GSM clock and phones

Sylvain Munaut 246tnt at gmail.com
Thu Jul 12 14:01:46 UTC 2012


Hi,

> When launching a local BTS (like with openbts on usrp or similar), one
> needs to feed the BTS with a precise clock or a reference clock,
> depending on the hardware. This step is needed because phones need a
> precise clock from the BTS, otherwise they don't camp. Is that
> correct?

Yes it needs a precise clock to work reliably. But it's not that the
phone will "reject" the BTS, it just won't find it at all ...


> If yes, my question is: how can a phone determine that the clock given
> by the network is precise enough? I'm a bit confused: how can the
> phone say that's not good, if it doesn't have a precise clock itself?

The phone doesn't have a precise clock, it has a pretty crappy cheap
one often, let's say about 20 ppm. But once it find a GSM base
station, it can tune its clock (because it's a VCXO Voltage Controlle
Xtal Oscillator) and align it to match the one of the network.

Now there are two distinct case that happens:

1) First phone power on / First sync

When you first turn on your phone it will try to find a BTS. It will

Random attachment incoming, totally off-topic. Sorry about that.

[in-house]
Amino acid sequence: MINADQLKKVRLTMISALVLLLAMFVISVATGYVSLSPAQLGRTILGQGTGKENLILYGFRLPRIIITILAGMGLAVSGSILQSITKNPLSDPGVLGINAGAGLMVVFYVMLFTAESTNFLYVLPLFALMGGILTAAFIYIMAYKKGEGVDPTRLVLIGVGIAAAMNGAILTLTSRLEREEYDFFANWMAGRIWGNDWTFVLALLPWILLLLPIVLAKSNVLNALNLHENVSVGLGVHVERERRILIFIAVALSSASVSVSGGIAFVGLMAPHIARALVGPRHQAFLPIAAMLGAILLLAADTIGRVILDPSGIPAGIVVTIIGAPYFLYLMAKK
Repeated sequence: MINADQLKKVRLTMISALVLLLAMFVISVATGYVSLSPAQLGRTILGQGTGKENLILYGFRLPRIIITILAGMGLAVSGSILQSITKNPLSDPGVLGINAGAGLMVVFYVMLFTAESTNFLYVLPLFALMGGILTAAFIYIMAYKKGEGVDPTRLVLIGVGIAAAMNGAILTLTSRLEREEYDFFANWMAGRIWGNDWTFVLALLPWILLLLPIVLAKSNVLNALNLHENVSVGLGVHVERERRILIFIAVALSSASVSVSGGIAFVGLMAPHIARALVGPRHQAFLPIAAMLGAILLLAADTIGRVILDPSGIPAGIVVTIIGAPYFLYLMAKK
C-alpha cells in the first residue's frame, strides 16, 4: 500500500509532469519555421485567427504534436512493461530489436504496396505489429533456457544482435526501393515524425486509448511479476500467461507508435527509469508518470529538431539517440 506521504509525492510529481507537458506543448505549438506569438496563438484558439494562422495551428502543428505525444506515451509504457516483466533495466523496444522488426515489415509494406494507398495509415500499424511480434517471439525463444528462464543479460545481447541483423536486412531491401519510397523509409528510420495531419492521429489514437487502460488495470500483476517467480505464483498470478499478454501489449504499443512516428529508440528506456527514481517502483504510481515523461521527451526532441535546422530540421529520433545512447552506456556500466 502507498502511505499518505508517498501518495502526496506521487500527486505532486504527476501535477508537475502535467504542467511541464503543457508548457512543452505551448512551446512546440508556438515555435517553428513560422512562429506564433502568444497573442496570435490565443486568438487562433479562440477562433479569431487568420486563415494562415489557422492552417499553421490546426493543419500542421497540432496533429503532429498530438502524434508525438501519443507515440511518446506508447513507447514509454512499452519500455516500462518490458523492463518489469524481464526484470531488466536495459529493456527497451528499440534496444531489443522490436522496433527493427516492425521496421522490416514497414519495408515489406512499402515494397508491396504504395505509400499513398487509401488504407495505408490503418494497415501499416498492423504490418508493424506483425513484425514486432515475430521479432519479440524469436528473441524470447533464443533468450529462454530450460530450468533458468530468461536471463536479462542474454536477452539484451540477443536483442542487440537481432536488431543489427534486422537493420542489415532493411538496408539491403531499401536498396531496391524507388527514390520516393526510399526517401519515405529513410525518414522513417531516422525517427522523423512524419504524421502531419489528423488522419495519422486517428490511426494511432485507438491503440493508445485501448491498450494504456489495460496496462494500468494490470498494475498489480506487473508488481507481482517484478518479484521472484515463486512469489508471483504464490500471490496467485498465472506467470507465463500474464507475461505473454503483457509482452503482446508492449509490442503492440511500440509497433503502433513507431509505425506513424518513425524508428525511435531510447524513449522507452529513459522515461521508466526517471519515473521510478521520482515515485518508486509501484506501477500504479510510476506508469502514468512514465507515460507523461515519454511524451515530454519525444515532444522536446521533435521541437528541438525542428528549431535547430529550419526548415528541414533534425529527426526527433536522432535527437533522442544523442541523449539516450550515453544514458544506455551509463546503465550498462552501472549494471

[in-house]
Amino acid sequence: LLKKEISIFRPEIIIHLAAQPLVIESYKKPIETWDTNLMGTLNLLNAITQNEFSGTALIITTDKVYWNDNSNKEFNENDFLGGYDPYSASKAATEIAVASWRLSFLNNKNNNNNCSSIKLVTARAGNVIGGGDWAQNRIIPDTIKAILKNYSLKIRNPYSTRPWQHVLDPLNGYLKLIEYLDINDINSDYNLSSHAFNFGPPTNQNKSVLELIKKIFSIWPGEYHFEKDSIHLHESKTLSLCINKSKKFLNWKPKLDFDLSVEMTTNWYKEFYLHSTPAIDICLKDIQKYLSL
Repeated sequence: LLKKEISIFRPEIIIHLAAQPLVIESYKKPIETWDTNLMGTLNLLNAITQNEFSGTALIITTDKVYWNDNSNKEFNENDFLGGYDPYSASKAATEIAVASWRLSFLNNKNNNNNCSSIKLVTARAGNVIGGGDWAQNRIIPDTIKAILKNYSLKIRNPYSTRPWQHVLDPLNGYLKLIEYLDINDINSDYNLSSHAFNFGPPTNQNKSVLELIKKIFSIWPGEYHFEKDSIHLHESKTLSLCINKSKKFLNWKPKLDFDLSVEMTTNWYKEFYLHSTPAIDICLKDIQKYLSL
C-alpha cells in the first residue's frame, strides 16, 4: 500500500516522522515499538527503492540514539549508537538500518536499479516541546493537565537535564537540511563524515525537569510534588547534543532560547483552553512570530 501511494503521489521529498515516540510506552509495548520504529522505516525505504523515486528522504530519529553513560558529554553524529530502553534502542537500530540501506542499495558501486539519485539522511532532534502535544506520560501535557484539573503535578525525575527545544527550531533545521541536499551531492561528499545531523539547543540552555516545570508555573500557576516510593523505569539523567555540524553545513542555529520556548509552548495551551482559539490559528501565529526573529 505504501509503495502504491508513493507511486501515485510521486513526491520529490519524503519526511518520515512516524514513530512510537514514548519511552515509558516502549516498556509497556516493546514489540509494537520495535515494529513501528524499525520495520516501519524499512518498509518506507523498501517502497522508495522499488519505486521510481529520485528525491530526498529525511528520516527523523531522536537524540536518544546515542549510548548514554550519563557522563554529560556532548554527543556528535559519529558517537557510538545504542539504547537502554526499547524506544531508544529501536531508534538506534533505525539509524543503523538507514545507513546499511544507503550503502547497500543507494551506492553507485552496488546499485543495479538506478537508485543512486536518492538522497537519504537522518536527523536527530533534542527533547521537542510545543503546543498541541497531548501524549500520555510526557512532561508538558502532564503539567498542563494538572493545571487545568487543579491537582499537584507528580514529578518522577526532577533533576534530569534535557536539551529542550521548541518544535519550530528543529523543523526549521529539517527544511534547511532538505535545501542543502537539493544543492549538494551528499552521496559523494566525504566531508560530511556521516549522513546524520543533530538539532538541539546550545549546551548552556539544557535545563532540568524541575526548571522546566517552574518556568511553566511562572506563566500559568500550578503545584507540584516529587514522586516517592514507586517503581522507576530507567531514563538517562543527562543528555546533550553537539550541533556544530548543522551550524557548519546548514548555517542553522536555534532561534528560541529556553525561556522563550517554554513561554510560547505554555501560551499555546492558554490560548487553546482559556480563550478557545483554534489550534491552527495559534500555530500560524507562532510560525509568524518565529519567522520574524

often try the last ARFCN that was used (it's written on the SIM).
During this initial acquisition, the phone uses a large frequency
error window like ~ 20 kHz for the calypso IIRC because it knows that
its own clock is currently pretty bad.

2) Funrther sync / scan

Once the phone has locked to at least one BTS, it has aligned its
clocked to it and so it knows that its own clock became fairely good
and from that point on, it will use a smaller frequency error window (
like ~ 2 kHz ) this will make the scan faster and avoid false
positives.


So as you see it's possible that a bad BTS clock would still be found
by accident if its clock happens to deviate in the same direction as
the phone xtal and if it's found during the initial scan. And this can
also lead to situation where the phone only sees either the official
networks  _or_ the "custom" network but not both depending on which it
found first ...


Cheers,

    Sylvain




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